Top tips for travelling solo

Top tips for travelling solo

How to enjoy the freedom of the single holiday. Daniela Soave offers advice on the best kinds of breaks when you’re exploring on your own.

How times have changed. Travelling solo used to be the domain of gap-year teens but according to a survey by 101 Travellers, the average age of single travellers is now 54. We modern forty- and fiftysomethings think nothing of going on holiday by ourselves, because we feel more independent and less constrained by convention. Amen to that.

Women love to travel

According to another survey, conducted last year by More Time Less Street, more than a third of Britons vacation alone but what’s even more interesting is that women are more likely to go on holiday by themselves than men. As a result, singles supplements – an added tax on the lone traveller – are becoming a thing of the past. Which is great if you are single, divorced, widowed or just fancy a break from your everyday life. What this means is that many holiday companies are vying to win the business of the single, older traveller. What it DOESN’T mean is you’ll have to settle for boring vacations or a dreaded ‘singles’ holiday where the unspoken aim is to find romance.

On your marks

I love travelling solo, whether it’s simply making the journey alone to meet up with friends somewhere in the UK or abroad, or actually doing the whole vacation thing on my own. It’s something that everyone should try at least once in their lives, whether they are part of a larger family unit or not. There is so much to recommend it. Naturally there are things to avoid. For a start, do not book yourself a conventional package holiday, a favourite of couples and families. Not only will you end up paying a hefty singles’ supplement (look out for the phrase ‘based on two people sharing’) but also you’ll stick out like a sore thumb.

Get set

It’s not only singles who travel alone. If you’re part of a couple, you might have a more generous holiday allowance than your other half. Your schedules might conflict. You might have different interests. The reason doesn’t matter. But, to plan a successful solo holiday, you need to be more focussed that you would if you were travelling as a team. Think about what you’d like to achieve from your time off:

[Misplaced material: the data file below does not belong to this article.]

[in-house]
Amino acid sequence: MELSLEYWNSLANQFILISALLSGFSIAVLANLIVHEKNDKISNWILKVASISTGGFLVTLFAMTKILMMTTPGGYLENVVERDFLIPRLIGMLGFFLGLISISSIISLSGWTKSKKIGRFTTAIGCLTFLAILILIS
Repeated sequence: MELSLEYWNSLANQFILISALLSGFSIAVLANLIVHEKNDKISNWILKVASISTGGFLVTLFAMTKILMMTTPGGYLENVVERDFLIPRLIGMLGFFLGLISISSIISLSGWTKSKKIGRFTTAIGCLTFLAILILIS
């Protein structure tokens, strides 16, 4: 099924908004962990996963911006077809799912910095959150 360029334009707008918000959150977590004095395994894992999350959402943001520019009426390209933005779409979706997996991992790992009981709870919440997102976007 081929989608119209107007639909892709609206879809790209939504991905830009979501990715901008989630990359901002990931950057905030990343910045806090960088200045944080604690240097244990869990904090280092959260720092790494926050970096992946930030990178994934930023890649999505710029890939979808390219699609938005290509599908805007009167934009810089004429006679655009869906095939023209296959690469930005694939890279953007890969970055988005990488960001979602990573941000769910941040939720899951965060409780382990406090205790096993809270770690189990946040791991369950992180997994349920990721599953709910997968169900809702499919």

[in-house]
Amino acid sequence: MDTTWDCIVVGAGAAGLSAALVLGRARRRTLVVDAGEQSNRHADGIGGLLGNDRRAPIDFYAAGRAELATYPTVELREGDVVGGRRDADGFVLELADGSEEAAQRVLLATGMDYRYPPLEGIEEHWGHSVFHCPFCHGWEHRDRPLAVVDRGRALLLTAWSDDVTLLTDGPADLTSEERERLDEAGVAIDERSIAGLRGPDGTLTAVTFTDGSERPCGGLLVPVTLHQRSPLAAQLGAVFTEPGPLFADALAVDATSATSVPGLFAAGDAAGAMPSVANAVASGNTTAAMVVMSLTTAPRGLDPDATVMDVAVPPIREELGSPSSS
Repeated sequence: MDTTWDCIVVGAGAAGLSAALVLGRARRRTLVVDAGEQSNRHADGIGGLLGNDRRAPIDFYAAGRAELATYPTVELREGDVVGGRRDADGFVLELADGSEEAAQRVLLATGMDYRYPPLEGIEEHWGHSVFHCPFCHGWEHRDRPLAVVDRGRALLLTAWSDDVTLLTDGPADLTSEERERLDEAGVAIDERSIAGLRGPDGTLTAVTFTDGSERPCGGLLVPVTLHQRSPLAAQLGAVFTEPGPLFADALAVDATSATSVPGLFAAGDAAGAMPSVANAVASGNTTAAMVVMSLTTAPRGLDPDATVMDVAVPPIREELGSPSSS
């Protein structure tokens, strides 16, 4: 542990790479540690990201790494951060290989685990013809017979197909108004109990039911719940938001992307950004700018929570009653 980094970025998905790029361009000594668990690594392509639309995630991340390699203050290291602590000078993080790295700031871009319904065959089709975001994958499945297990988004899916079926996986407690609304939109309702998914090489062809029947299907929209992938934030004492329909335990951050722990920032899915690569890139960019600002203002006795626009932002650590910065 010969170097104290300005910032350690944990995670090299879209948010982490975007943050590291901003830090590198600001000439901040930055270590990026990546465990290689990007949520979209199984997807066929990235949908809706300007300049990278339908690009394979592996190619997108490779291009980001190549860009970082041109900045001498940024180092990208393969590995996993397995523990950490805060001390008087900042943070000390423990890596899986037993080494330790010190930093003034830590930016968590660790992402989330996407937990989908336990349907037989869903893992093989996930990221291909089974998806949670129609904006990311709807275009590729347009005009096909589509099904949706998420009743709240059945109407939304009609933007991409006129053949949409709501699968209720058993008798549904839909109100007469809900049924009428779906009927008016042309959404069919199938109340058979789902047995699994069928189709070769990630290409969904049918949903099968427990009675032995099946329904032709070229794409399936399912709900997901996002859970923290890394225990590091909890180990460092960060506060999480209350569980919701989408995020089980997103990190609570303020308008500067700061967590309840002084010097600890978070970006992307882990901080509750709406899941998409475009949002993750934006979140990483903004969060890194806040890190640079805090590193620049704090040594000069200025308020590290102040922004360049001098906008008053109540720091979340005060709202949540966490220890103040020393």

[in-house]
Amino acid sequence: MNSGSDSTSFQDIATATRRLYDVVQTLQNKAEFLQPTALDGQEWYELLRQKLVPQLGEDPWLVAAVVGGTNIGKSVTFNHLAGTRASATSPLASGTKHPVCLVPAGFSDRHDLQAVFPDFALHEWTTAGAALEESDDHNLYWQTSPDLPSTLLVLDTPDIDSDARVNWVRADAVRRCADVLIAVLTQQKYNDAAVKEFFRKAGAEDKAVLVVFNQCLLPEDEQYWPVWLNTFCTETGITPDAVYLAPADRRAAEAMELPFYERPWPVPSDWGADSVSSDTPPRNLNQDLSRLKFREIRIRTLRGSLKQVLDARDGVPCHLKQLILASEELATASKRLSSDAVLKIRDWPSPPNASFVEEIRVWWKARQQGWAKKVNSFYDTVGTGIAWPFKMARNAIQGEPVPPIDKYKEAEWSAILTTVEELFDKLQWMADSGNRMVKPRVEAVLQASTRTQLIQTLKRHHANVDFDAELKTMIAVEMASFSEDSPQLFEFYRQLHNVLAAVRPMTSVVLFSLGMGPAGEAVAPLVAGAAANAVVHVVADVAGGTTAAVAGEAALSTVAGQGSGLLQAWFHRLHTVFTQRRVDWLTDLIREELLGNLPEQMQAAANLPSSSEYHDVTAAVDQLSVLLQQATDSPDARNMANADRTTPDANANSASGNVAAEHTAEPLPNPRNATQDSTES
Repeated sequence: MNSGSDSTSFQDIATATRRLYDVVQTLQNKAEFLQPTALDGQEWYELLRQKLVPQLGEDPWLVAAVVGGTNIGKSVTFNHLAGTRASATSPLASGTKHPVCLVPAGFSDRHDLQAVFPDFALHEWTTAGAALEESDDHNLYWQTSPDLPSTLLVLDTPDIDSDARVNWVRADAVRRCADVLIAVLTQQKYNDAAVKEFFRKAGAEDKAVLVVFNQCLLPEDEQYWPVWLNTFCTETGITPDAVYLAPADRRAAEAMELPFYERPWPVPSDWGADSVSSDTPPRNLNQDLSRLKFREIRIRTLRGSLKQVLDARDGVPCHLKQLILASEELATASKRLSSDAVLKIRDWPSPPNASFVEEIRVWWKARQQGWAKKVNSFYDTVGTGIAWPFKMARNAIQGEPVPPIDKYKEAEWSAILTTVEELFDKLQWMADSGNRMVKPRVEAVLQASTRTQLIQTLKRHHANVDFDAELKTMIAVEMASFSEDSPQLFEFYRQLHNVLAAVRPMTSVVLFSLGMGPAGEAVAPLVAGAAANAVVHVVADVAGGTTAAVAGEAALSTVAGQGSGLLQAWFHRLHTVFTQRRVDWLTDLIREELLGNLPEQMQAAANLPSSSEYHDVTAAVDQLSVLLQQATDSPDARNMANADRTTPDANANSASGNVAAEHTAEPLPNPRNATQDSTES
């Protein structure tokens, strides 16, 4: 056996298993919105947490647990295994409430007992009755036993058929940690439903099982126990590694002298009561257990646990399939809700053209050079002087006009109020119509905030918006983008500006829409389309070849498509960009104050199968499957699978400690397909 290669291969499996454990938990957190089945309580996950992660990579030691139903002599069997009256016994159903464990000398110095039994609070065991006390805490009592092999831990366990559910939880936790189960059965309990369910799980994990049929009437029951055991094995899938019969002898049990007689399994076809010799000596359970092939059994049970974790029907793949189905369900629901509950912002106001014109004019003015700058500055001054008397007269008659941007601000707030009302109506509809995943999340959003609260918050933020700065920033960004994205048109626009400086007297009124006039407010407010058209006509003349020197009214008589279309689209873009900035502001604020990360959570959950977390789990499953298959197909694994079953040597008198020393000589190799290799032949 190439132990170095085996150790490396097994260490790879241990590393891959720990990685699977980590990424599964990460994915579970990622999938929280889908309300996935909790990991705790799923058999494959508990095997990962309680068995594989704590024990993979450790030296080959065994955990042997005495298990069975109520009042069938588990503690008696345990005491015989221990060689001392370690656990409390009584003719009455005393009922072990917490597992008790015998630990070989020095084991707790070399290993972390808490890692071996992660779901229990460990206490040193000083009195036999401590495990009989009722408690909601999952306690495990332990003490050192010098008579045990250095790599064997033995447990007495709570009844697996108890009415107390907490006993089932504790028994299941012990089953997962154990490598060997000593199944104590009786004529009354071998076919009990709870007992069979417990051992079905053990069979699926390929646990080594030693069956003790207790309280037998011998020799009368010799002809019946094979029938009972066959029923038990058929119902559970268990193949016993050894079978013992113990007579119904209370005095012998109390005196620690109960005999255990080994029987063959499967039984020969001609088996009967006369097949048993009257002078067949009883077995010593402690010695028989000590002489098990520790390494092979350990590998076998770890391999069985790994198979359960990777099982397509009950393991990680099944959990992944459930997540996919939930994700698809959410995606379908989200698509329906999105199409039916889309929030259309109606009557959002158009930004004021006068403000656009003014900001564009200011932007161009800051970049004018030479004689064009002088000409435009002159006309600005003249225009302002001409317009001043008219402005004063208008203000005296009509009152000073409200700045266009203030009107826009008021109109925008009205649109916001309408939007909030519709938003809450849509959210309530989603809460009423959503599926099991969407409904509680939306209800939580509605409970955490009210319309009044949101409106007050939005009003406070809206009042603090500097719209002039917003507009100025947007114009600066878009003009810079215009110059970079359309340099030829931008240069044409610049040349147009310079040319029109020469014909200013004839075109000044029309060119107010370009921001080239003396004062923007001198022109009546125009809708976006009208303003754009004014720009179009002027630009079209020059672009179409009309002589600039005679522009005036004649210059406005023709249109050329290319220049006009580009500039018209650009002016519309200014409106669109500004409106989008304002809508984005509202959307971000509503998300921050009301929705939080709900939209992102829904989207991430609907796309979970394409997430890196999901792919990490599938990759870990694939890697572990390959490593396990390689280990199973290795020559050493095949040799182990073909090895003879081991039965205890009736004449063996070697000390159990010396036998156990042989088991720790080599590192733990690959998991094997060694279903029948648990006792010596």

• A bit of retail therapy in the Big Apple or the boulevards of Paris?
  • A recharge at an English health spa or a Far East yoga retreat?
  • A chance to learn a new skill such as painting, cooking, learning a language or dry stone walling?
  • Meeting up with a long lost friend who lives on the other side of the world?
  • Booking a French château or Italian villa with a group of like-minded friends?
  • Volunteering home or abroad as a Woofer (essentially a helper on an organic plot), for the National Trust or by sharing your skills?
  • Or simply reading a pile of books by a swimming pool and ignoring emails, texts and phone calls?
  • Whatever floats your boat, going on holiday by yourself needs a purpose. Simply choosing a destination and turning up rarely ends happily. Consider these points.
  • How long can you enjoy your own company? A week? Less? More?
  • Do you want to stick to the UK or travel further afield?
  • How much contact would you like with fellow travellers? Polite conversation or mucking in if you’re on a course or volunteering?
  • Would you prefer to holiday with a group of friends by booking a villa and creating your own private hotel? If so, could you share ‘chores’ such as organising, cooking, arranging entertainment etc?


The internet is a wonderful thing. Out there are all sorts of holidays for the single traveller. Here are just a few pointers to get you started.

The internet is a wonderful thing. Out there are all sorts of holidays for the single traveller. Here are just a few pointers to get you started.

  • Want to acquire new skill? Try for holidays in Spain, France, Morocco, Italy and further afield. Horse-riding, painting, glass-making, surfing, yoga, photography and dancing are just a few of the courses on offer.
  • Fancy exploring a far-off destination and culture, an exotic city break or a picturesque walking holiday? Head for to find encounters with penguins in Antarctica, nature in Borneo, culture in St Petersburg or a burst of colour in India.
  • Looking for the experts? was founded in 1982 and claims to have the widest range of holidays for the solo traveller, in the UK and abroad, whether it’s; city breaks, activities, escorted discovery tours or sporting holidays.
  • For UK heritage breaks, spa holidays, European city breaks, Christmas getaways or longer overseas holidays, try
  • Fancy putting something back into our heritage? How about a National Trust working holiday where you can learn new skills such as dry stone walling in Cumbria, recording bat activity in Derbyshire, working in a nature reserve in Country Down or cider making in Surrey? Go to to find out more.

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